# Root Mean Square Velocity of Particles in a Gas with a Maxwellian Velocity Distribution

### R.M.S. Velocity in a Nonrelativistic Gas

The root mean square velocity of particles in a gas (atoms, molecules, or electrons, etc.) can be calculated from the velocity distribution of the particles. In the case that this velocity distribution is the Maxwellian velocity distribution, we have the following formulas for a particle of mass $m$:

$v({\rm r.m.s.}) = \sqrt{\left(\frac{3kT}{m}\right)}$

or

$v \sim 23,000 \left(\frac{kT}{{\rm 1 \ keV}}\right)^{\frac{1}{2}} \left(\frac{m_{e}}{m}\right)^{\frac{1}{2}} \ \ {\rm km \ s^{-1}}$

where $m_{e}$ is the electron rest mass. Recall that the ratio of the mass of a proton to an electron is $\sim 1836.152$ (source: NIST). We can also express the r.m.s. velocity or speed as a fraction of the speed of light. This form is particularly useful if we know the particle rest mass in the same units as the temperature (or more correctly, $kT$). For example, if know $kT$ in keV, we can use 511~keV for the electron rest mass, or 938 GeV for the proton rest mass.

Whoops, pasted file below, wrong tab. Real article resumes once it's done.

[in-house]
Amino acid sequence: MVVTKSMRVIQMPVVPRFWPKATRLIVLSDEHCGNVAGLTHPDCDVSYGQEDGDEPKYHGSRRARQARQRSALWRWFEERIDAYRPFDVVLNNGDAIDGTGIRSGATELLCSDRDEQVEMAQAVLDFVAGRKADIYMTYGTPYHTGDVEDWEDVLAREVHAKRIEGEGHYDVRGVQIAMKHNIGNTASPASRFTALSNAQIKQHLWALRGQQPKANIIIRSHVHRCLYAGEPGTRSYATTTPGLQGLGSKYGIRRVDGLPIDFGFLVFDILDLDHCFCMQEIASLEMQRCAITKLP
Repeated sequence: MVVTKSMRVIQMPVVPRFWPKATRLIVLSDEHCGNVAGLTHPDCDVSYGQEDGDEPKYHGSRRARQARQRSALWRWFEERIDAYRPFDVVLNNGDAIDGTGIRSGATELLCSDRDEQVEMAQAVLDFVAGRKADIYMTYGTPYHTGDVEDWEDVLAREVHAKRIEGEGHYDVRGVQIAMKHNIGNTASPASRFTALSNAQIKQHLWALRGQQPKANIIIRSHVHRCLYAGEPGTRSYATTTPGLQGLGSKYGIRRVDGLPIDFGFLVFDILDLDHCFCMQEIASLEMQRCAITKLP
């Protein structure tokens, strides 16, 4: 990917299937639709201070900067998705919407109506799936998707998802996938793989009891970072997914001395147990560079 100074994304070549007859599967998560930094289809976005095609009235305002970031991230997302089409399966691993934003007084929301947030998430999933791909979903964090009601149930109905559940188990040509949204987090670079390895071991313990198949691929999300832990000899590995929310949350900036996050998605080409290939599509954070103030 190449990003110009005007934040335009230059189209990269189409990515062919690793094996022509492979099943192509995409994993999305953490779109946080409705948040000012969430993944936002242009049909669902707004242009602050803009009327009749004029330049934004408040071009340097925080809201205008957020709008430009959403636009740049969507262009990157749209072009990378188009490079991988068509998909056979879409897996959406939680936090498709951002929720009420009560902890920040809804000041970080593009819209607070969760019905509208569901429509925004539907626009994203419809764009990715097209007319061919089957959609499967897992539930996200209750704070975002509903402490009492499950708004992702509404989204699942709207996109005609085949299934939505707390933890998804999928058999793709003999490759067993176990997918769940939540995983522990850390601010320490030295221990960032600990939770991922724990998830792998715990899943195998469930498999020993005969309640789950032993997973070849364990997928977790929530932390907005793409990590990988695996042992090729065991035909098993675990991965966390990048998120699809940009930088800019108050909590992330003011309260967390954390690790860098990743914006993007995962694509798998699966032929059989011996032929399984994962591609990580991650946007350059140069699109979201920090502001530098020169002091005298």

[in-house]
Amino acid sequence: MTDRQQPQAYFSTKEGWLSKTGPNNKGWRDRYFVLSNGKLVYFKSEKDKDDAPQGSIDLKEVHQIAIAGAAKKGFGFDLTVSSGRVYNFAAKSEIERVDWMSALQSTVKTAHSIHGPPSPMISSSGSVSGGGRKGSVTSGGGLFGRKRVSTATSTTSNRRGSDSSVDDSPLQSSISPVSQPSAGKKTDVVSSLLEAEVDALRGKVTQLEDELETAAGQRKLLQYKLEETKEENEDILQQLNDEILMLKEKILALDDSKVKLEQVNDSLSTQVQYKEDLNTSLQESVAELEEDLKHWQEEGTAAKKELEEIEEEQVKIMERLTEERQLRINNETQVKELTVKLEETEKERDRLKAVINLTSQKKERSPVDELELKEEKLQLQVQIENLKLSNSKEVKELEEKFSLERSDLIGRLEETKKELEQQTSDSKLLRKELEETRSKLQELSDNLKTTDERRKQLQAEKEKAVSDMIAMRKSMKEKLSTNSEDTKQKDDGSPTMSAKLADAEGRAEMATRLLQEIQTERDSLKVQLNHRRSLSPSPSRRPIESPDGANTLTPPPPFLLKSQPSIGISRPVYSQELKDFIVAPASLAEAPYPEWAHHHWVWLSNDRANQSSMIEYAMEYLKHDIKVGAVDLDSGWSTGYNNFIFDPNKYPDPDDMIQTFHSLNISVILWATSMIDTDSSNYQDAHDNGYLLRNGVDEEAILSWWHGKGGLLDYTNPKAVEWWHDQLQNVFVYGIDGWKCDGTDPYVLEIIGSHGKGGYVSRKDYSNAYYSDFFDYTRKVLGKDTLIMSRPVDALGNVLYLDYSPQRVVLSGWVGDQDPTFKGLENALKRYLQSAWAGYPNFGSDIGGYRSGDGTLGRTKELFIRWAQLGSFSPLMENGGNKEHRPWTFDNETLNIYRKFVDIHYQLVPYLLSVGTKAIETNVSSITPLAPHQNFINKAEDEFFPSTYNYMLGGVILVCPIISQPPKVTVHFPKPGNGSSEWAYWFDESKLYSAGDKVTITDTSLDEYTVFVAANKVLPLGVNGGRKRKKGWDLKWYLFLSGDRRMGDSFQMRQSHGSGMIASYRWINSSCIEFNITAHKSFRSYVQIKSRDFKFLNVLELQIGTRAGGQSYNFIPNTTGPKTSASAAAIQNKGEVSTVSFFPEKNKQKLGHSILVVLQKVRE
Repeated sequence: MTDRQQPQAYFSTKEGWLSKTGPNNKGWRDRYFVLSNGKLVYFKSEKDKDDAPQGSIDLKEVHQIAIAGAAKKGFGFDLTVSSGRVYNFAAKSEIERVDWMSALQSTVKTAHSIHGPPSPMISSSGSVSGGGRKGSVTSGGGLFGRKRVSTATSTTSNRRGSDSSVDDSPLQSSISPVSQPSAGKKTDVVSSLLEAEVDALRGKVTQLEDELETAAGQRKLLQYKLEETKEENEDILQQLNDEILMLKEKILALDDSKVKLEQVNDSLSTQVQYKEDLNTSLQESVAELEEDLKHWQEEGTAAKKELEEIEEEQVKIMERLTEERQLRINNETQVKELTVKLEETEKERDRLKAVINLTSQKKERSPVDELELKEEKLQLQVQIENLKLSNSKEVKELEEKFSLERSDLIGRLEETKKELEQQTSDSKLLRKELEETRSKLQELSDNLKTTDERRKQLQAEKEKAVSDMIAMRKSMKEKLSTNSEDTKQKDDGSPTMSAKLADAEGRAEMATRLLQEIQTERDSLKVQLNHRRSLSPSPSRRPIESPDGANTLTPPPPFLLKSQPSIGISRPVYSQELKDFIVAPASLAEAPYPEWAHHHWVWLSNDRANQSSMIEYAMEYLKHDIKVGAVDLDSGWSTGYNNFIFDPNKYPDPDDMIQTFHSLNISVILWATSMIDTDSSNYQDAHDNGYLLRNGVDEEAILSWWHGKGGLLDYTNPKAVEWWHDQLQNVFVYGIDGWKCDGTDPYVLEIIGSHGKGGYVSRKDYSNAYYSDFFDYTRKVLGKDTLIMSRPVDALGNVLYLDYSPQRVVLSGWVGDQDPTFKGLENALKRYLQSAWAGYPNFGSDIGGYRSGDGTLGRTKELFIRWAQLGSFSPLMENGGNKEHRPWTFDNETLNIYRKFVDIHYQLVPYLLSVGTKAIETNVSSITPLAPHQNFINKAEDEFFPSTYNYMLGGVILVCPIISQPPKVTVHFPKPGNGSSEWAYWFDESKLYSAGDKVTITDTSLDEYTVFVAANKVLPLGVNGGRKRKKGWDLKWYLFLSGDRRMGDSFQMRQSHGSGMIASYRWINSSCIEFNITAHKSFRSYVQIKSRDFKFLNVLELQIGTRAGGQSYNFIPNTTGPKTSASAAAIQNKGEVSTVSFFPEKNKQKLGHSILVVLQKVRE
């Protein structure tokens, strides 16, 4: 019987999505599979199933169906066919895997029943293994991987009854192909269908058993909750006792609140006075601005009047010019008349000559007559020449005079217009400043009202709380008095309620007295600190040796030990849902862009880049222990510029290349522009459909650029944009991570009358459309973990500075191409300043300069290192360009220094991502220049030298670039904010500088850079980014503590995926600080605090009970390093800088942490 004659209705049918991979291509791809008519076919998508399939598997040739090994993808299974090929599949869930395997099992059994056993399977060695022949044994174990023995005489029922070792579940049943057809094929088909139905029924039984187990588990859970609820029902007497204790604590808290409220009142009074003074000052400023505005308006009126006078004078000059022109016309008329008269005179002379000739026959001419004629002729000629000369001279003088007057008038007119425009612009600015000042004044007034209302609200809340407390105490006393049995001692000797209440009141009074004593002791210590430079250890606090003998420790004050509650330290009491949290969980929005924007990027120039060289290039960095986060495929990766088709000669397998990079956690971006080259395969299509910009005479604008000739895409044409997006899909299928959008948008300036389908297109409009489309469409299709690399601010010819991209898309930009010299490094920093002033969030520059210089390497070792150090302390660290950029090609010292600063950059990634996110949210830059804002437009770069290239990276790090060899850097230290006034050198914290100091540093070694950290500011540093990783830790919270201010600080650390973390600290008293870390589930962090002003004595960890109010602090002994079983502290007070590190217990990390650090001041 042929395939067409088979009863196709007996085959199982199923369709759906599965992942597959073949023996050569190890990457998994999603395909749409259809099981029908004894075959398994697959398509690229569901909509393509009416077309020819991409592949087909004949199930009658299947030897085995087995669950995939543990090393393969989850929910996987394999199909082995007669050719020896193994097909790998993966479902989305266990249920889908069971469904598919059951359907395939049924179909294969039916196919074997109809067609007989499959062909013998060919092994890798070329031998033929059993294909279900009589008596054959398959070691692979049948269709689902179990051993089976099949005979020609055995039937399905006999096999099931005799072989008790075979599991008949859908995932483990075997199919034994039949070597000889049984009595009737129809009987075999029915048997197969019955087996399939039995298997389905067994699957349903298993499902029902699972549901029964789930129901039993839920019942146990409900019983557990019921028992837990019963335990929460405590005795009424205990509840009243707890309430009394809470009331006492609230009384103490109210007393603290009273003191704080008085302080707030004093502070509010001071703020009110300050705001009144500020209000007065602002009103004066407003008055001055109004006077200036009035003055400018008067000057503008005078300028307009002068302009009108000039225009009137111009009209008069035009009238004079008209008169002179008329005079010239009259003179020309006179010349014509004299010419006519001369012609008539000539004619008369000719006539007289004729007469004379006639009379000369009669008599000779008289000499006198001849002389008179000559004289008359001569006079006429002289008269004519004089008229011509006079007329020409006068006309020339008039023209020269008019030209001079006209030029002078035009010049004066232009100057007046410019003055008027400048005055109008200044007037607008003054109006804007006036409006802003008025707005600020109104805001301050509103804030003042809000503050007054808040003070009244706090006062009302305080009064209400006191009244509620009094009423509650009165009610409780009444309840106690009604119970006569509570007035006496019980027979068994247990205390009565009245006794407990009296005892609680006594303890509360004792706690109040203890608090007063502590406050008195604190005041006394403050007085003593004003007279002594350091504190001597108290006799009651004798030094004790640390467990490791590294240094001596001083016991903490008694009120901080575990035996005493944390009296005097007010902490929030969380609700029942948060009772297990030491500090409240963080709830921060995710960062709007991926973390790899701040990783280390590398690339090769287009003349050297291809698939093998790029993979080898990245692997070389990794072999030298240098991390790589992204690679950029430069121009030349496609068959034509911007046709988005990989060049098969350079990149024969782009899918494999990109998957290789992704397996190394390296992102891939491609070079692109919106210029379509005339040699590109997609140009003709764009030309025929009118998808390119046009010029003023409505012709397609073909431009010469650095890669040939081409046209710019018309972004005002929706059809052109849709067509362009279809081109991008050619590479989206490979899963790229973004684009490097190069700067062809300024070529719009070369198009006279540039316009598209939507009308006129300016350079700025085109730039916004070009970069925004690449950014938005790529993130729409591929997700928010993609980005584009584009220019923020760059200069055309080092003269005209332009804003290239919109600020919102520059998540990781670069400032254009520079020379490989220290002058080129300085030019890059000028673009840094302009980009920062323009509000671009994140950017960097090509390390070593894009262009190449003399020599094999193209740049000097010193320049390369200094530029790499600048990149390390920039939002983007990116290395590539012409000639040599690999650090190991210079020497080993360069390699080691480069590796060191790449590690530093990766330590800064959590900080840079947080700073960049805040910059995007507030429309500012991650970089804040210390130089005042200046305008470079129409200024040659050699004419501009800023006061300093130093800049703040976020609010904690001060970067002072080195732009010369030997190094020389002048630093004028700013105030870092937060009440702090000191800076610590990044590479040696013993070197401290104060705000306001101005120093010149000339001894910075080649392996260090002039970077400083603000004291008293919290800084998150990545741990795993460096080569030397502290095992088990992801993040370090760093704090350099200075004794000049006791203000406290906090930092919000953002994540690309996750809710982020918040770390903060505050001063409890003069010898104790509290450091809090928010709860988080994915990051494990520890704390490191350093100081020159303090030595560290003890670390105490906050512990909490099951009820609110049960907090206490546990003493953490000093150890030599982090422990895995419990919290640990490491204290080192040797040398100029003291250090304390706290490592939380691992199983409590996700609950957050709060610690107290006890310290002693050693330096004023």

$\frac{v}{c} = \sqrt{\left(\frac{3kT}{mc^{2}}\right)}$

These formulae are only applicable in the nonrelativistic regime.

Note that the peak velocity of a Maxwellian distribution is

$v({\rm peak}) = \sqrt{\left(\frac{2kT}{m}\right)}$

In general, for any arbitrary velocity distribution $f(v)$ with an arbitrary normalization, and with velocities going from $-\infty$ to $+\infty$, the r.m.s. velocity is simply the square root of the integral of $f(v)$ weighted by $v^{2}$ (and then the whole thing is normalized by the total area under $f(v)$):

$v({\rm r.m.s.}) \ = \ \left[ \frac{ \int_{-\infty}^{+\infty}{ v^{2} \ f(v) \ dv}}{ \int_{-\infty}^{+\infty}{ f(v) \ dv}} \right]^{\frac{1}{2}}$